The first is that Alabama reads up on their scouting reports. If you look near the bottom of the screen, Alabama backside tight end Michael Williams "cut blocks" defensive end Kendrick Adams at the knee. While it is a legal play, this was Adams first snap coming off a knee injury that caused him to miss the previous game versus Auburn. First play in and the Crimson Tide attacked a key Tiger run stopper in an injured area.

But going back to the original point, Montgomery (labeled SM) doesn't fire off the ball well versus Jones. Jones is able to take away Montgomery's outside shoulder and turn him inside enough to give Richardson a clear running lane to the outside. It's tough to see from here, but this next picture gives you a better look.

As you see in this picture above, Jones has pushed SM back a yard off the line of scrimmage. SM essentially takes himself out of the play because his outside shoulder was turned inside by Jones. This is textbook form and technique from Jones. 

You often hear the phrase "the low man wins." In this case, Jones is lower than SM. His arms are fully extended as well, giving him maximum power against an elite run defender. As an offensive lineman, you want your butt to be in the direction of where the ball is going, because that usually means you have turned your assigned defender away from the play. Whiles Jones doesn't completely get there, he does a fine job of turning inside SM. Coaches would say Jones "sealed" SM to the inside. 

But in defense of SM, he wasn't the only one to have "contain" responsibility. They duty belonged to outside linebacker Stefoin Francois. Usually in a 4-3, the defensive end has "contain." But because LSU lined a defensive tackle in a "B-Gap," this allowed Francois to help SM on the outside pre-snap. But because SM was turned inside by Jones easily, this allowed Underwood and H-back Brad Smelley a clear blocking lane to Francois.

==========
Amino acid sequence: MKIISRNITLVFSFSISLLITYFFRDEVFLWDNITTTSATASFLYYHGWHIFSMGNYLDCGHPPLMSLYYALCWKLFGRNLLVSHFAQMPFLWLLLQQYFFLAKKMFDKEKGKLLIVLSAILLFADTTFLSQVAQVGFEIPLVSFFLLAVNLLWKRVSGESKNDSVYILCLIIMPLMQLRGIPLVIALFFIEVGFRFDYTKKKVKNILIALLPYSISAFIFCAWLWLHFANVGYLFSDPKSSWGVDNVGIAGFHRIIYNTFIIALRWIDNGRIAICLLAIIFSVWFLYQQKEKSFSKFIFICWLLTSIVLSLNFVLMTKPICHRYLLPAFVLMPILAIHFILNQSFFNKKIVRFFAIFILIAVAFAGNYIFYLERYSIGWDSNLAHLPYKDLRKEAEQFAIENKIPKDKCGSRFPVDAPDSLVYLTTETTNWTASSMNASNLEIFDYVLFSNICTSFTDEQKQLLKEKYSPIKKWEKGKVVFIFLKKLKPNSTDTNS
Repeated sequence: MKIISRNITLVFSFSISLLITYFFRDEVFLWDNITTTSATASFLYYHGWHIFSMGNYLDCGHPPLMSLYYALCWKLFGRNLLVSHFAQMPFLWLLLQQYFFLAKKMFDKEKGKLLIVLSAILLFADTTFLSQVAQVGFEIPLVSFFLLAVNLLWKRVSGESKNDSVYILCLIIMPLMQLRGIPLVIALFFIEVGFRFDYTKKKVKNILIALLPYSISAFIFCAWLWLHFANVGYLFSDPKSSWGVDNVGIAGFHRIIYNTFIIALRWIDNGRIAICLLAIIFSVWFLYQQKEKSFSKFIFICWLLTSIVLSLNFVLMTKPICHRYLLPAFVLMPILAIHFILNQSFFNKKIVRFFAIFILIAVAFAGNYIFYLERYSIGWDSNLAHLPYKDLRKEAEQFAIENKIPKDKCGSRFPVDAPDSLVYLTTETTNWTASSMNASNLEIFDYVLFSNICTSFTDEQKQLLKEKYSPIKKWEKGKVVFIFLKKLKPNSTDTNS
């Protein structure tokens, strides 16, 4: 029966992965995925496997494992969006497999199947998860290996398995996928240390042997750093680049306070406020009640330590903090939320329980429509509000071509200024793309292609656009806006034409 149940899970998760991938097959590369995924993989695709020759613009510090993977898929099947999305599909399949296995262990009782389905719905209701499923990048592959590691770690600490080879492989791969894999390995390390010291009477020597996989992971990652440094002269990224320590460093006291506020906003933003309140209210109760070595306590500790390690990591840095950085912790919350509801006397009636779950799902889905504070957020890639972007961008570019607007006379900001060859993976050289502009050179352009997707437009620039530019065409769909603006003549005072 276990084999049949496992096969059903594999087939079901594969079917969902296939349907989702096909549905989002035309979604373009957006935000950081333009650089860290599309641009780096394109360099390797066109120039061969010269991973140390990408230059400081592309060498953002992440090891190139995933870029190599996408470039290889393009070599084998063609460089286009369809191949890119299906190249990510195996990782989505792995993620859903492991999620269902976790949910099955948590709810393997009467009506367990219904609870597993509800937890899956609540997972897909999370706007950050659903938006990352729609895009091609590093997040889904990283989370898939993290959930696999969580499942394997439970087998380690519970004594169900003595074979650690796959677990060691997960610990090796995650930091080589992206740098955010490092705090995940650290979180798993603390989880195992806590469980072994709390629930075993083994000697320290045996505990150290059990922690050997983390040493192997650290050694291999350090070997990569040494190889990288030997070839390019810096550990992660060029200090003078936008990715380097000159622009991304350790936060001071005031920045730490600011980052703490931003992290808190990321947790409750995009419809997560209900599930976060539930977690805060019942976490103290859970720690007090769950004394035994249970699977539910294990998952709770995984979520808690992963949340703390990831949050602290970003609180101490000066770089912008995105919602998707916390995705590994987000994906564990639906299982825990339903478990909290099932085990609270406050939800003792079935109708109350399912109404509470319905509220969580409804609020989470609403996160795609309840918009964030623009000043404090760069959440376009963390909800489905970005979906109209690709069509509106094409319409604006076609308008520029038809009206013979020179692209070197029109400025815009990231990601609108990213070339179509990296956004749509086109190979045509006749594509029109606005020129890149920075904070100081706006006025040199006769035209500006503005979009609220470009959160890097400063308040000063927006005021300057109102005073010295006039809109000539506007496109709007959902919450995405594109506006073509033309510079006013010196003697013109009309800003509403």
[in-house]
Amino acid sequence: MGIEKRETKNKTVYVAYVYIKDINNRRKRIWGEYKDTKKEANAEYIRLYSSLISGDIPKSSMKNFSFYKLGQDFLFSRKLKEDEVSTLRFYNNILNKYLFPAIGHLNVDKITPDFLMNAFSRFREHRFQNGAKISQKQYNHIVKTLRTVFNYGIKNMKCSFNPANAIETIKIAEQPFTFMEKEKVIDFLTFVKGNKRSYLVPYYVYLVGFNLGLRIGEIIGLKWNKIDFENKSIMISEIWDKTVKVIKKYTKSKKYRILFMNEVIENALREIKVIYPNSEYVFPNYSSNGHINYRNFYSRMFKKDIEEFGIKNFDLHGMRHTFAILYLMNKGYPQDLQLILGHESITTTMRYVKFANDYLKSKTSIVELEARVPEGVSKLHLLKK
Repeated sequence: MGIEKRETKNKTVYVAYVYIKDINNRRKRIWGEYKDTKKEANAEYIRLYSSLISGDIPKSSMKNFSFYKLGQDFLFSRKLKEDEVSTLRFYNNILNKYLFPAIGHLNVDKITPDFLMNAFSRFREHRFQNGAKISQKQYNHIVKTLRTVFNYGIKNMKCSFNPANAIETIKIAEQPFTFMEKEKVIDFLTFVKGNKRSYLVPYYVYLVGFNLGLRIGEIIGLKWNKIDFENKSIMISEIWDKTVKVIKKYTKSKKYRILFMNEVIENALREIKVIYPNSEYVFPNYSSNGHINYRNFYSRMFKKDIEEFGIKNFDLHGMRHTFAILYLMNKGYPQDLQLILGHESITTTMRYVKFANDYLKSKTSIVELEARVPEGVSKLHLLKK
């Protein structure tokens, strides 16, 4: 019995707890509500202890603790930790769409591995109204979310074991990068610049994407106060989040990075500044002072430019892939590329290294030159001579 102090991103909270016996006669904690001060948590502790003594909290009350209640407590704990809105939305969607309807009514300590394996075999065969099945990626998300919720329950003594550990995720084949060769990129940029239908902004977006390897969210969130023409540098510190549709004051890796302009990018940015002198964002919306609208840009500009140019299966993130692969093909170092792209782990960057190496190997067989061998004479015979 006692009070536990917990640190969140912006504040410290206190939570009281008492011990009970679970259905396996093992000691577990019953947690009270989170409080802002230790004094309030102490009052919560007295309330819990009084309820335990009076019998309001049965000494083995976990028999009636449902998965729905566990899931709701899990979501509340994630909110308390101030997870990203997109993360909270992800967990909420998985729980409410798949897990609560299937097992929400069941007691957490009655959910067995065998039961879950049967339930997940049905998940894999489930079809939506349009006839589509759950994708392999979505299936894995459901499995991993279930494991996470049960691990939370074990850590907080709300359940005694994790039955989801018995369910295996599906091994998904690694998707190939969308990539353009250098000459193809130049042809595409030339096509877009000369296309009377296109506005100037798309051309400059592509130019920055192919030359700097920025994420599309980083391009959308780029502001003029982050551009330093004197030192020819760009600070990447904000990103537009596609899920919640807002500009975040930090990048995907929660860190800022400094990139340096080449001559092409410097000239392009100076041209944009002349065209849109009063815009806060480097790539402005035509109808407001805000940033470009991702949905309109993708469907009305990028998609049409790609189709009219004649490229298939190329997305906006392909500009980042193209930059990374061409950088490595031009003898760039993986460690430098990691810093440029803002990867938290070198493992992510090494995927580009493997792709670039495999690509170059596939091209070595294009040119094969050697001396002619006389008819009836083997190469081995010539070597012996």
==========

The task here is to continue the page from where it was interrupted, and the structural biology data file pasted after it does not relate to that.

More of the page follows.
As you see at the very top of the screen, LSU cornerback Morris Claiborne was able to fight off a block by wide receiver Darius Hanks. Claiborne gets in a great tackling position and is looking to find the football. But then, as you see in this next picture, finds himself in trouble with Smelley coming around the corner.

As Richardson turns the corner, you see Smelley left his double team with Underwood on Francois. He then finds the next possible player up field to block, which is Mo. I referenced earlier how a blocker wants to get his butt to side where the ball is going. Smelley does this to perfection. His arms are fully extended and Mo has no where to go. 

The blocking is perfect on this play. You can see Jones in the middle of the screen finishing off his block on SM by putting him to the ground. Underwood does a great job holding his ground on Francois as Richardson turns the corner. This pretty much leaves safety Brandon Taylor as the only player to make the tackle. It's TR3's job to make him miss and turn this in to a huge gain. 

As you can see here, TR3 is successful in making an exceptional open field tackler miss. He is able to get up field after juking Taylor and Alabama gets a nice 18 yard gain on their first play from scrimmage. 

Like I stated before, this is vintage Crimson Tide football. Much credit has to be given to McElwain for creating a blocking advantage to the outside. He trusted his three guys (Jones, Underwood and Smelley) could beat LSU's three guys (Montgomery, Francois and Claiborne) in a blocking war and succeeded. 

But there was one positive for the Tigers. Baker and defensive tackle Bennie Logan hustled in backside pursuit to make the tackle on Richardson. There is not a better team in the country than LSU in this category. But as they game wore on, LSU strengthened their fundamentals and held TR3 in check in comparison to his lofty standards in the running game. 

I will show more plays later in the week of LSU's defensive line playing some good and bad snaps. This play, and many others, should concern Chavis. LSU must do a better job of holding the point of attack versus Alabama, or else the final result may be different.